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Most taxpayers get failing tax knowledge grades

The Internal Revenue Service would really, really like if all of us would use tax software to prepare and e-file our taxes. It even gives around 70 percent of filers the chance to do so for free at the aptly named Free File section of the IRS website.

Computer taxes cropped

But a lot of taxpayers who qualify for Free File decide instead to pay a tax pro to file their returns, according to a new survey by NerdWallet.

Tax pros preferred: More than 1 in 3 taxpayers, or 38 percent, who make less than $50,000 annually hired a tax professional, according to the personal finance website. For the 2017 filing season, if your 2016 adjusted gross income is $64,000 or less, you can use Free File.

Twenty-six percent went to an accountant, while another 12 percent headed to a national tax preparation company.

While that obviously cost them some money, the choice to seek professional tax hiring help might have been a good idea.

The NerdWallet survey, conducted online by Harris Poll, also found that many Americans lack a basic understanding of federal tax rules.

Actually, it was more blunt.

Failing tax grades: Most taxpayers get failing marks for their tax knowledge.

Out of eight questions about IRS rules for common deductions, retirement and education savings plans, only a quarter of the surveyed taxpayers correctly answered the questions.

Breaking down the failing grades, the NerdWallet poll found that nearly half of taxpayers (46 percent) don’t know into what tax bracket their income falls. Seven percent didn't even know what a tax bracket is.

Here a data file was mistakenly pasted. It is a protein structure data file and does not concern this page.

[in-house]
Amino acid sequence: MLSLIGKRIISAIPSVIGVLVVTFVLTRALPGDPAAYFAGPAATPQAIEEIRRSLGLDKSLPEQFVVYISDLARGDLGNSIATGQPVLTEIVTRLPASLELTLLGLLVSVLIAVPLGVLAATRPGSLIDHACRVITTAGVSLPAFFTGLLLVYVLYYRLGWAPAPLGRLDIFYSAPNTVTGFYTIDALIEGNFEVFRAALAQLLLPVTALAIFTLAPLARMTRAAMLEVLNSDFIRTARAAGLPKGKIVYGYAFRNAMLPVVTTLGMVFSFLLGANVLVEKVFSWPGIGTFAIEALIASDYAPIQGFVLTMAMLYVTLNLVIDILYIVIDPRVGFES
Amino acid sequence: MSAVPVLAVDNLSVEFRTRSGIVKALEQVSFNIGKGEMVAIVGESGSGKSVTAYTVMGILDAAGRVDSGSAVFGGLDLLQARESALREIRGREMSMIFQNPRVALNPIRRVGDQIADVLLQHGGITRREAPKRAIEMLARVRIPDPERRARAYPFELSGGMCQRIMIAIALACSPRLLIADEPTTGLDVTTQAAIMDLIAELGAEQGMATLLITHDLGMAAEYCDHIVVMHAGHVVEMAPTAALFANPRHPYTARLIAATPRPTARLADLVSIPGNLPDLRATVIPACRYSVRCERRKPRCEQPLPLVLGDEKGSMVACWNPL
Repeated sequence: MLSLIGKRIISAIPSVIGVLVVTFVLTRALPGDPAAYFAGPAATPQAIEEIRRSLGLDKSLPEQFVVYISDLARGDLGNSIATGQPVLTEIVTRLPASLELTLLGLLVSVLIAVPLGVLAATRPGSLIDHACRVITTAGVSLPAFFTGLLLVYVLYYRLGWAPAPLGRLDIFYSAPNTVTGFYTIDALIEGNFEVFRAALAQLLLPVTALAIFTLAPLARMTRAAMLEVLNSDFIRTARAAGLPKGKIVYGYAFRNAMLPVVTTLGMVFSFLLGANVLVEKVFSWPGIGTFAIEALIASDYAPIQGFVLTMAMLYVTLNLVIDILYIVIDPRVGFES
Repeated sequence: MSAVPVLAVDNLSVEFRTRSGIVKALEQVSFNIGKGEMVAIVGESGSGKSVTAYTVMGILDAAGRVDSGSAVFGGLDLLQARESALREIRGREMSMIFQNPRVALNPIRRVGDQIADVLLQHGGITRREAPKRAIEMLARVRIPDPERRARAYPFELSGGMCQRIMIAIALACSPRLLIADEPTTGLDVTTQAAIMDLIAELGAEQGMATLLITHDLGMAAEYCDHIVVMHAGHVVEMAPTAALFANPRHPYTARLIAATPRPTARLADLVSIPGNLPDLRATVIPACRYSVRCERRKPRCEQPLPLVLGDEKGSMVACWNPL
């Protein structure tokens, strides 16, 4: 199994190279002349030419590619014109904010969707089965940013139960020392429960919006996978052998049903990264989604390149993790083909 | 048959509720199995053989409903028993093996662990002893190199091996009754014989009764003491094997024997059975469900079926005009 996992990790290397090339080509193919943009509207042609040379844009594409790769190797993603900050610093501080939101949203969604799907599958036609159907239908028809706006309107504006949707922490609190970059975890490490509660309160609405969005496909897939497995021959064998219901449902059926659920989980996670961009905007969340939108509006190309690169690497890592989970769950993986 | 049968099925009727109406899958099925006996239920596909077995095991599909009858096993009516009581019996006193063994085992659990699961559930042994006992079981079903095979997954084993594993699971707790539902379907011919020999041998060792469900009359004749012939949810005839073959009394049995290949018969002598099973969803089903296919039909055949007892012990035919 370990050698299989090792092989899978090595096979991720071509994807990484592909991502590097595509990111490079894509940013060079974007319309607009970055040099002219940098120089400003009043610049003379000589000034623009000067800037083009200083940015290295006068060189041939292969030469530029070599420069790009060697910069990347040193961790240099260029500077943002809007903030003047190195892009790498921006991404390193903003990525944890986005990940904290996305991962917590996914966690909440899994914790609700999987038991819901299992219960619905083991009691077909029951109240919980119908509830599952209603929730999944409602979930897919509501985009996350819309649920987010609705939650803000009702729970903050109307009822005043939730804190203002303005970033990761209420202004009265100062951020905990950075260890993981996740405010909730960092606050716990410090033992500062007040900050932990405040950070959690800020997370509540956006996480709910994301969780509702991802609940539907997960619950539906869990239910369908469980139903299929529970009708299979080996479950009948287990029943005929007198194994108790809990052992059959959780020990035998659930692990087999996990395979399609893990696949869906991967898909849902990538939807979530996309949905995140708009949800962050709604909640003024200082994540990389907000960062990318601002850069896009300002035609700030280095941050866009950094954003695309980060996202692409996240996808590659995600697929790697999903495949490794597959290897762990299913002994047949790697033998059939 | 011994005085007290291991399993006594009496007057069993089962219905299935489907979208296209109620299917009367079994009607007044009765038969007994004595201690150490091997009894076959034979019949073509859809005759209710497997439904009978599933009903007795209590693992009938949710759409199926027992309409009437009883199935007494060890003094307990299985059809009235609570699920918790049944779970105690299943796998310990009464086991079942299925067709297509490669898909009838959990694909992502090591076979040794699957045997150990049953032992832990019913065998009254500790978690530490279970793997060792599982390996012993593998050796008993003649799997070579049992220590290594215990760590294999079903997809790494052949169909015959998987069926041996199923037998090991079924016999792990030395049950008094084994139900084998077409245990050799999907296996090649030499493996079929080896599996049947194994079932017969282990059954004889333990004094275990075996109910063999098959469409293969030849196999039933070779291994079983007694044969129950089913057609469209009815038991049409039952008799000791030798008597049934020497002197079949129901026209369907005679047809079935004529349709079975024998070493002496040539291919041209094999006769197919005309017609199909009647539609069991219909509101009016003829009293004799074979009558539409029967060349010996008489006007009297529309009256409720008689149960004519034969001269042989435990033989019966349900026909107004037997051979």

Another 57 percent, or nearly three in five taxpayers, don’t know what a W-4 is.

NerdWallet tax survey_W-4 question results

Even more, 59 percent, don’t know that deadline this year for making a tax-deductible contribution to a traditional individual retirement account is April 18.

Experience obviously doesn't matter: And yes, the survey group was more than 1,800 adults across the United States who filed income taxes last year and plan to do so again this year. Obviously, they didn't learn from last year.

And obviously, no Don't Mess With Taxes readers participated in the poll!

Seriously, though, such lack of tax knowledge is disconcerting. I know that that are, relatively speaking, very few of us tax geeks out there.

I'm also glad that those who know they are woefully short on tax understanding come here and to other reputable personal finance and tax sites for help and/or head to a tax professional.

And there is one final silver lining.

Such a shortage of tax facts -- real, not fake ones! -- bodes well for my continued employment.

But honestly, folks, I'd be happy for the day when everyone feels confident and comfortable about taxes. Hey, I want to retire some day!

You can read more about NerdWallet's findings in its story on the poll. (Full disclosure: I freelance for the site, but this piece was by NerdWallet's Kevin Voight.)

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